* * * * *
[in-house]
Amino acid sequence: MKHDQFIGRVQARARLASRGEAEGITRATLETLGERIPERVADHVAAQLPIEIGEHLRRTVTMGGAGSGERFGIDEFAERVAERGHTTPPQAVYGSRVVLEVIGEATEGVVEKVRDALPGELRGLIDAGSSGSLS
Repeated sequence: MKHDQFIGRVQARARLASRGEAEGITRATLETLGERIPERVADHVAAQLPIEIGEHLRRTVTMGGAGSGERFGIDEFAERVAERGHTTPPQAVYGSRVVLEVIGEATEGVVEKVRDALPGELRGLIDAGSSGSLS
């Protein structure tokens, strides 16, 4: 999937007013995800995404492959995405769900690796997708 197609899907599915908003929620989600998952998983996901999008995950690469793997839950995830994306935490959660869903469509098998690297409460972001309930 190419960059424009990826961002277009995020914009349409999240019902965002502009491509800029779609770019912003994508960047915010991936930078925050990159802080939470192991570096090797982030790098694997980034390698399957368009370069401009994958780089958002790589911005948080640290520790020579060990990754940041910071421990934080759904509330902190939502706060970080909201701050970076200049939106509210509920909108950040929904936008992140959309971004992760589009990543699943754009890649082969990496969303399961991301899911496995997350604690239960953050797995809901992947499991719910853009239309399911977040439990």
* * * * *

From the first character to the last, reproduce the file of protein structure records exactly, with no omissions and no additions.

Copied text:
[in-house]
Amino acid sequence: MKHDQFIGRVQARARLASRGEAEGITRATLETLGERIPERVADHVAAQLPIEIGEHLRRTVTMGGAGSGERFGIDEFAERVAERGHTTPPQAVYGSRVVLEVIGEATEGVVEKVRDALPGELRGLIDAGSSGSLS
Repeated sequence: MKHDQFIGRVQARARLASRGEAEGITRATLETLGERIPERVADHVAAQLPIEIGEHLRRTVTMGGAGSGERFGIDEFAERVAERGHTTPPQAVYGSRVVLEVIGEATEGVVEKVRDALPGELRGLIDAGSSGSLS
């Protein structure tokens, strides 16, 4: 999937007013995800995404492959995405769900690796997708 197609899907599915908003929620989600998952998983996901999008995950690469793997839950995830994306935490959660869903469509098998690297409460972001309930 190419960059424009990826961002277009995020914009349409999240019902965002502009491509800029779609770019912003994508960047915010991936930078925050990159802080939470192991570096090797982030790098694997980034390698399957368009370069401009994958780089958002790589911005948080640290520790020579060990990754940041910071421990934080759904509330902190939502706060970080909201701050970076200049939106509210509920909108950040929904936008992140959309971004992760589009990543699943754009890649082969990496969303399961991301899911496995997350604690239960953050797995809901992947499991719910853009239309399911977040439990």